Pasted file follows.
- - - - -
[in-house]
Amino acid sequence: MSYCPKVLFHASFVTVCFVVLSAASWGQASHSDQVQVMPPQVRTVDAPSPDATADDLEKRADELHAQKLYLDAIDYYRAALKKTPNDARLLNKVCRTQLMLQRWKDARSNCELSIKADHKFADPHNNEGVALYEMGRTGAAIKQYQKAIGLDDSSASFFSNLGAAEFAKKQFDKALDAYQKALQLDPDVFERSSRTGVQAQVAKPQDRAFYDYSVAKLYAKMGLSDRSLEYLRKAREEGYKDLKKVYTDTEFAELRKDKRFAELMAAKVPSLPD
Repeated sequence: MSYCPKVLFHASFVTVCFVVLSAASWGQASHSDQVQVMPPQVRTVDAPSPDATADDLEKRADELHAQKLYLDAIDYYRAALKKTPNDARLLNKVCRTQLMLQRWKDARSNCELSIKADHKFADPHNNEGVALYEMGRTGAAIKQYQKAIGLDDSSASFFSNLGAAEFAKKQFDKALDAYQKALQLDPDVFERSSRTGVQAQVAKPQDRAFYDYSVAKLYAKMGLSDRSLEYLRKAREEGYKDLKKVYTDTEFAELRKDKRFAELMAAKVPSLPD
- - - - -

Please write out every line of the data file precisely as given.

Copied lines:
[in-house]
Amino acid sequence: MSYCPKVLFHASFVTVCFVVLSAASWGQASHSDQVQVMPPQVRTVDAPSPDATADDLEKRADELHAQKLYLDAIDYYRAALKKTPNDARLLNKVCRTQLMLQRWKDARSNCELSIKADHKFADPHNNEGVALYEMGRTGAAIKQYQKAIGLDDSSASFFSNLGAAEFAKKQFDKALDAYQKALQLDPDVFERSSRTGVQAQVAKPQDRAFYDYSVAKLYAKMGLSDRSLEYLRKAREEGYKDLKKVYTDTEFAELRKDKRFAELMAAKVPSLPD
Repeated sequence: MSYCPKVLFHASFVTVCFVVLSAASWGQASHSDQVQVMPPQVRTVDAPSPDATADDLEKRADELHAQKLYLDAIDYYRAALKKTPNDARLLNKVCRTQLMLQRWKDARSNCELSIKADHKFADPHNNEGVALYEMGRTGAAIKQYQKAIGLDDSSASFFSNLGAAEFAKKQFDKALDAYQKALQLDPDVFERSSRTGVQAQVAKPQDRAFYDYSVAKLYAKMGLSDRSLEYLRKAREEGYKDLKKVYTDTEFAELRKDKRFAELMAAKVPSLPD